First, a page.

Posted on 9 Comments

5003 Penn St appears ready to collapse

On my way to Ikea this morning, I snapped a pic of the buckling side wall of 5003 Penn Street, on the corner with Wakeling Street.  There is a growing gap among the bricks running from the second floor window down to what was probably a very nice front door.  And you might not be able to tell from the photo, but it’s begun to impressively bow out.

side of 5003 Penn St

Philly’s Office of Property Assessment lists the owner as one Tamara Lauma-Kallman who is behind 31 thousand dollars in property tax dating back to 1993.  Google Street View shows an impressive amount of overgrowth, probably during the summer.

I’ve reported the issue through SeeClickFix, which is monitored by Philly 311.

9 thoughts on “5003 Penn St appears ready to collapse

  1. The City does not negotiate back taxes and water making most of these types of buildings unsalable. There is millions they could collect if they would make concessions

  2. In a way, I can see the point of not negotiating taxes that are unpaid but I can’t see why the property does not go to sheriff sale within two years of delinquency. They sit for years with no action taken. That smells like a political decision that only leads to further deterioration and loss of revenue.

  3. Whoever were to by the property at sheriffs sale would be liable for the back taxes and water; I think that’s M’s point about them not negotiating. By offering relief from this lien; or even partial relief, these properties would be sold and rehabbed.

  4. I thought a sheriff sale wiped out all taxes and liens. Or is it that a successful sheriff sale needs to pay off all taxes and liens?

  5. But if, for instance, the vacant lot on my block that has over $30,000 in back taxes does not attract a bid at Sheriff sale, then I thought they could reduce the price in the next sale below the level of the liens. (or something like that)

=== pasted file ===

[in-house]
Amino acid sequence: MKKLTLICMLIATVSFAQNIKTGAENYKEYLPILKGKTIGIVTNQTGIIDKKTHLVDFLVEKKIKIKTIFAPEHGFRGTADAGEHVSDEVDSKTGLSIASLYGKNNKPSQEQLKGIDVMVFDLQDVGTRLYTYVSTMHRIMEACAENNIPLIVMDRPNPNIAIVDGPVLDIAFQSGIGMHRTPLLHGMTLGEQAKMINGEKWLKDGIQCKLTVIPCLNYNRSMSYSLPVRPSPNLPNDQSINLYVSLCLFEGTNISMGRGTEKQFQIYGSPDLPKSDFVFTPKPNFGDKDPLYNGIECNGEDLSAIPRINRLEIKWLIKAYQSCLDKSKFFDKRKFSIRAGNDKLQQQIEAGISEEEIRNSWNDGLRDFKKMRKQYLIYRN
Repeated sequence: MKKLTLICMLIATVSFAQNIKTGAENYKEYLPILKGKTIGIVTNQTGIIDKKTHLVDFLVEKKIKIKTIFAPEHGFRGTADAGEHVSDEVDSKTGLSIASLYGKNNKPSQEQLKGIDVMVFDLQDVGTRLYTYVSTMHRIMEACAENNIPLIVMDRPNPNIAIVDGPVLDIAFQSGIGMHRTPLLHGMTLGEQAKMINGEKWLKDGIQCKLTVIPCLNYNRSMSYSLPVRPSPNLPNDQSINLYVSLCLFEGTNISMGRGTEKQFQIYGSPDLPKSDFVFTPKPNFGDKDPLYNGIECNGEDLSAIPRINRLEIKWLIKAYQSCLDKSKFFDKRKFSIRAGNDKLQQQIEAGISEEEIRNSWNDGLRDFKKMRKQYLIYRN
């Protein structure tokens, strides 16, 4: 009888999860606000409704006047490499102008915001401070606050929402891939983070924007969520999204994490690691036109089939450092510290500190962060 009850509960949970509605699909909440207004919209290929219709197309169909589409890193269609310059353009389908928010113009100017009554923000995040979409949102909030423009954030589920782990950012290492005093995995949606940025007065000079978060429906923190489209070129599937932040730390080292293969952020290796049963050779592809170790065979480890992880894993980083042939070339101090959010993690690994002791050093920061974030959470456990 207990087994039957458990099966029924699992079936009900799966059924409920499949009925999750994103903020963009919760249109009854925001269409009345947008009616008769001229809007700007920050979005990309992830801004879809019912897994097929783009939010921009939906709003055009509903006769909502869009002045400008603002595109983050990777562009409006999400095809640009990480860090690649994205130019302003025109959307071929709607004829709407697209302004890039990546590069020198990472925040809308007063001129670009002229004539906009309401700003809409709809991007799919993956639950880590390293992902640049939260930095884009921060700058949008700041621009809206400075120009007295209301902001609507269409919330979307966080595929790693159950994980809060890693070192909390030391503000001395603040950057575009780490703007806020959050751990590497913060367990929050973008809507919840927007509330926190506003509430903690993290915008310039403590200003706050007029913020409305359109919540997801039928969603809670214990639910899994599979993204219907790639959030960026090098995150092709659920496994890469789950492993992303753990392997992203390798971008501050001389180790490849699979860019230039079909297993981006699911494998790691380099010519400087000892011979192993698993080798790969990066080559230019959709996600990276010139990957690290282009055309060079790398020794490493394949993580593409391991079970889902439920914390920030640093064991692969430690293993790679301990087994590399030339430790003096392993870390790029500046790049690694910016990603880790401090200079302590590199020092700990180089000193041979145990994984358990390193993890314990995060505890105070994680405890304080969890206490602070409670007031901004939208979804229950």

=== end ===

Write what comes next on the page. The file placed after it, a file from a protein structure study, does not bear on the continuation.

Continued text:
6. Yeah that was my understanding of it too.

  7. Actually, no– if you buy a property at sheriff’s sale all prior encumbrances are wiped out. I bought one years ago down in Fishtown, which had about $7,000 in back taxes and whatever, and I was not responsible for any of it.

    The procedure for sheriff’s sales is Byzantine. I forced the place I got into sheriff’s sale by putting down an $800 deposit (refundable if I hadn’t gotten the place, and it was applied toward the final bid price) and waiting the 8-12 months or so for notice to be sent to the last registered owner and so on. But another place down there that I wanted to do the same thing to I could not, because some of the liens on the back taxes had been sold to a law firm called Heard, Goggin, which meant that only they could force it into sheriff’s sale. Called them, and they said that they only forced about 300 of the properties they owned liens on into sheriff’s sale per year– and they owned like 50,000 liens, though most, I think, were not on Philly properties.

    Anyway. The rules may have changed by now (there was an article some time back in the Inquirer about how the city was going to be making a push for more sheriff’s sales) but I doubt it. The whole thing is perverse and wasteful and inertia-riddled and disgusting– but then again, that’s Philly politics for you.

  8. Rehab? Not with that crack and the bowing. What kind of soil shifting is occurring and why? How is the infrastructure under the street and sidwalk (sewer etc). Welcome to Philadelphia. I’ve been watching that building for years. Guess it is part of the banking bailout. The banks need to bail out Frankford.

  9. I haven’t noticed that the bowing is to a fatal degree yet, and the crack might not be fatal, but it would take a lot to make it habitable. Not as much as it would if there were no roof in parts, but over $50K easily. Probably nearer $100K. So you’d have to get it for next to nothing.

    It was actually listed for sale briefly some months back, at about $64K, if I recall correctly. But of course it didn’t sell, and the Prudential sign vanished from it after about a month, I think.

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